Speaking with David Muench, a talented photographer and longtime contributor to Arizona Highways, tends to get you thinking about long-lived lives.
Muench has truly lived a life, with a landscape photography career spanning more than six decades. It's hard for anyone else to imagine what his treasure chest of photographs looks like, and the memories flooding his mind every time he gazes at one. We spoke with him recently about his newest book, David Muench’s Timeless Moments: Grand Canyon National Park.
Let's give our readers some insight into your background. Where did you grow up, and what was your childhood like?
I was born and grew up in Santa Barbara, [California]. My mother, Joyce, was a botanist, and my father, Josef, was a writer and nature photographer. They were big naturegoers, naturally, and it was through them that I developed my love for nature also.
I started going hiking and went on road trips with my parents at a young age. Some days were spent along the coast, and others were spent hiking through the Sierra [Nevada] mountains. I went on my first hike to the bottom of the Grand Canyon when I was 10.
When we would go out, I would watch my dad photograph these landscapes. And in these moments, I was so captivated by the moods, temperates and lighting in nature. After a while, I knew that I wanted to capture these moments, too.
While I’m sure it’s a long story, we would love to know how you came to have such a successful career in landscape photography.
Well, my father took photos for Arizona Highways, so I knew the former photo editor before [current Photo Editor] Jeff Kida. Anyway, he told me one day, “If you take a decent photo, we’ll publish it.” So I went out and got lucky on my first try. I took a photo of a saguaro cactus and some clouds, and they ended up using it. That was back in the '40s, and I graduated in ’54. I was still young at the time.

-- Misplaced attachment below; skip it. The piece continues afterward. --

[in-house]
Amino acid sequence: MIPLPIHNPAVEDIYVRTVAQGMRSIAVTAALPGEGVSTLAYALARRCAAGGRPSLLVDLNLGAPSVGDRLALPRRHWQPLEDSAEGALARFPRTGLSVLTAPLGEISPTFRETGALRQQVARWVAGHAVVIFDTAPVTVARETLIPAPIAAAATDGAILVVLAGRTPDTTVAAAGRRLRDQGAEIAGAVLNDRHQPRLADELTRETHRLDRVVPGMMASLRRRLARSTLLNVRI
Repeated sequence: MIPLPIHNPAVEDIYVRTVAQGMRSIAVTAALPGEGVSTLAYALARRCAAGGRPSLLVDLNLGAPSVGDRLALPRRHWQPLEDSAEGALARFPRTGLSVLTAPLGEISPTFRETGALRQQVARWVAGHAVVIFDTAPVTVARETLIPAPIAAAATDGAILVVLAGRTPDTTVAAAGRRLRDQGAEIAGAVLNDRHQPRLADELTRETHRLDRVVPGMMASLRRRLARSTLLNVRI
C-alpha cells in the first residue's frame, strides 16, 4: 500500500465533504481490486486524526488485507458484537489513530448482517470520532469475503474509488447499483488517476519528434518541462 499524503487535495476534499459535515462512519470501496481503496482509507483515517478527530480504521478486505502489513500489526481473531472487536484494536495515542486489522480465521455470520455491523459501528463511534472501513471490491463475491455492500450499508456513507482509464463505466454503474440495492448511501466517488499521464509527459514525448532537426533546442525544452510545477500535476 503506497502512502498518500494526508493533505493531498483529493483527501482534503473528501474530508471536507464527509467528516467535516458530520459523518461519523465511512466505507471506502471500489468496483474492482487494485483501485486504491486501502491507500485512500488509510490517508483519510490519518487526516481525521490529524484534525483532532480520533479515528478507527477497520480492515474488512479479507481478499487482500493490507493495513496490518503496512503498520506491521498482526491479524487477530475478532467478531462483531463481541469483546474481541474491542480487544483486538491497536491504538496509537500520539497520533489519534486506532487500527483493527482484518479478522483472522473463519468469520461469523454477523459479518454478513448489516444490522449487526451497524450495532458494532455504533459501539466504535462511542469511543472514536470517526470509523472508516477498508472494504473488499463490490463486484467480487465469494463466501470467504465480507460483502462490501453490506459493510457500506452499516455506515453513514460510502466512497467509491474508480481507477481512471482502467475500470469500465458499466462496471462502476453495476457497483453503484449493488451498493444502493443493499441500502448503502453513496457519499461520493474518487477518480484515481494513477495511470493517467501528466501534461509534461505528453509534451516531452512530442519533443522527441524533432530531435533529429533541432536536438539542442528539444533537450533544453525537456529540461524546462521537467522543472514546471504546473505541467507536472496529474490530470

It’s been a way of life for me ever since. I’ve published about about 60 photography books, a handful of them with Arizona Highways. I’ve done a few exhibits, but I mainly like to publicize my work through books.
I intentionally place myself in seasonal settings, too, like times of the day, times of the week, in between day and night. I take into account my geographical setting. The desert is great during sunrise and sunset, but in the rainforest, with cloud coverage, during the day is best.
The whole process has been very spontaneous and intuitive. There’s been very few structured and strict episodes. I did a few advertising jobs early on, but I’ve carved out most of my career with freelancing. You make opportunities for yourself when you follow your creative energy.
Your most recent book is a collection of four decades of Grand Canyon photography. What was the process that brought this beautiful book to fruition?
I’ve spent majority of my time in Arizona. I absolutely love the desert, especially the Grand Canyon. There’s something about it that has captivated me since I first visited it. It doesn’t do justice just standing at a lookout point. Inspiration for this book came from hiking into it. Hikes in the Canyon are demanding and challenging, but you feel connected because you’re absorbing it, and it’s absorbing you.